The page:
Wonder Boy: The Dragon's Trap (XOne) - ReviewEvan Norris , posted on 21 April 2017 / 9,438 Views
Survey a list of the best 8-bit games and you'll see a lot of familiar titles: Super Mario Bros. 3, The Legend of Zelda, Castlevania III, Mega Man 2, etc. Often missing from the list is action-platformer Wonder Boy III: The Dragon's Trap, which debuted on the Sega Master System in 1989. Although Wonder Boy III developed a cult following over the years, it never found a spot in the pantheon of the 8-bit generation. That history could be rewritten by Wonder Boy: The Dragon's Trap, an artful and loving remake of the Master System classic.
Developed by LizardCube, working with original designer Ryuichi Nishizawa, The Dragon's Trap maintains the core gameplay concepts and level designs of the 1989 original but adds beautiful hand-drawn graphics and a re-imagined soundtrack. In addition, LizardCube has streamlined some features and added new options.
The story of The Dragon's Trap remains unchanged. At the beginning of the game, Wonder Boy (or Wonder Girl, unique to this remake) suffers a curse that turns him into a lizard. He must spend the remainder of the game searching levels and fighting boss dragons to reclaim his human form. Upon defeating each dragon, Wonder Boy unlocks a new animal form, which allows him to explore further and deeper into Monster Land.
Also unchanged are the game's central motifs and gameplay loops. Part Metroid, part Zelda II, The Dragon's Trap is an action-platformer with light RPG elements and a penchant for backtracking. Players will need to unravel clues, visit shops for powerful weapons and armor, grind for coins, and re-visit areas with different animal forms to find secret rooms and power-ups.
At your disposal are Lizard-Man, who breathes fire; Mouse-Man, who can fit through small spaces; Piranha-Man, who can swim underwater; Lion-Man, a powerful hero who swings his sword in a 180-degree arc; Hawk-Man, who can fly; and, finally, Hu-Man, Wonder Boy's original form.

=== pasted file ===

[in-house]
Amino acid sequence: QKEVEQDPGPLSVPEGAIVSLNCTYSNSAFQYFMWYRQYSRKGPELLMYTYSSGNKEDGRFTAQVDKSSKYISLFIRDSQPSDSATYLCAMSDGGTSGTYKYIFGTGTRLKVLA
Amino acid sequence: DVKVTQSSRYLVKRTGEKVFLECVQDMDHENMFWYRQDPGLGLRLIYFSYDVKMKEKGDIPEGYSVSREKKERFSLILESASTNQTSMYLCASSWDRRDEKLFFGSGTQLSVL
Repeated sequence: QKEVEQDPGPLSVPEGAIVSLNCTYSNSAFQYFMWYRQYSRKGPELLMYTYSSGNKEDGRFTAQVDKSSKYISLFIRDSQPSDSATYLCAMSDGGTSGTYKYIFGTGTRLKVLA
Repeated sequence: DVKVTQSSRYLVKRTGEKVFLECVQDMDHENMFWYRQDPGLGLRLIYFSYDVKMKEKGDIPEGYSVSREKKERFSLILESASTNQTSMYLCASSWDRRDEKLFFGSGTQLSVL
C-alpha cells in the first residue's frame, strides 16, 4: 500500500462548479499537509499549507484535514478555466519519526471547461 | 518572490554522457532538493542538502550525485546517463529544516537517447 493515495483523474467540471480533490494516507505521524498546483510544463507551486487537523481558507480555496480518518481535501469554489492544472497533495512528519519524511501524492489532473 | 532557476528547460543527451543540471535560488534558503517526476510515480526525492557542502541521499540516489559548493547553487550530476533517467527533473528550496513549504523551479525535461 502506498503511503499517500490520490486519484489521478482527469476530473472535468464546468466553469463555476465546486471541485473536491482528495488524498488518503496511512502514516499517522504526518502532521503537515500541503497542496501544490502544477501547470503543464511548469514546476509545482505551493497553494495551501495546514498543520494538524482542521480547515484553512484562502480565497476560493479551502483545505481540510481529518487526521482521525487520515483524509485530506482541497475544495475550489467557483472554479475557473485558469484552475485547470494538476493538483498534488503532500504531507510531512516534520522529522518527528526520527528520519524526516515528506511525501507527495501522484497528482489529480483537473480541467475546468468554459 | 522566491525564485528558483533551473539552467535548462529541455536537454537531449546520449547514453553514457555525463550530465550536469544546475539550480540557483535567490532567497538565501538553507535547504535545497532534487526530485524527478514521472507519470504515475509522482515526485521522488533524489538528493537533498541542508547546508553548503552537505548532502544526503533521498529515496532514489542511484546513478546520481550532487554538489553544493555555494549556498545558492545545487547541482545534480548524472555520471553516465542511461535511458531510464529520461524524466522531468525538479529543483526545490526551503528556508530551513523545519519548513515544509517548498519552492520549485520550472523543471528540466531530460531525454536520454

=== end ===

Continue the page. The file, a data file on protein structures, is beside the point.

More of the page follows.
LizardCube's decision to preserve the mechanics and layouts of the original game is successful, mostly because it is as challenging and enjoyable in 2017 as it was in 1989. Its non-linear nature translates well to the modern era and its combat, dependent on careful timing and placement, has a timeless quality.
That said, there are a few warts and design quirks carried over from the 80s that don't translate as victoriously. The game's already considerable difficulty level jumps dramatically in the second half and, in general, it's not uncommon to get stuck in the game's hub world, unsure of where to go next. Luckily, the remake mitigates some of these quirks by introducing item menus that are cleaner than those in the original, a "password pig" who offers hints, and an optional easy mode.
While LizardCube seems comfortable retaining the original title's mechanics with a few modern touches, it ventures into uncharted territory with a complete audiovisual overhaul. The new graphics in The Dragon's Trap, hand-drawn by animator Ben Fiquet, are colorful, expressive, and very attractive. Its soundtrack, based on Shinichi Sakamoto's original compositions and re-imagined with classical instruments, is equally charming. Best of all, players can switch between retro 8-bit graphics and audio to modern visuals and sound with the click of a button.
When fans recount the classics of the 8-bit era, Wonder Boy III for the Sega Master System is frequently neglected. Developer LizardCube has gone a long way toward rectifying that oversight with this remake, which preserves the original's addictive mechanics and adds gorgeous new graphics and music, plus a few gameplay conveniences. Wonder Boy: The Dragon's Trap sets the bar high for retro remakes. It represents the celebration and conservation of an unrecognized classic.
This review is based on a digital copy of Wonder Boy: The Dragon's Trap for the XOne, provided by the publisher.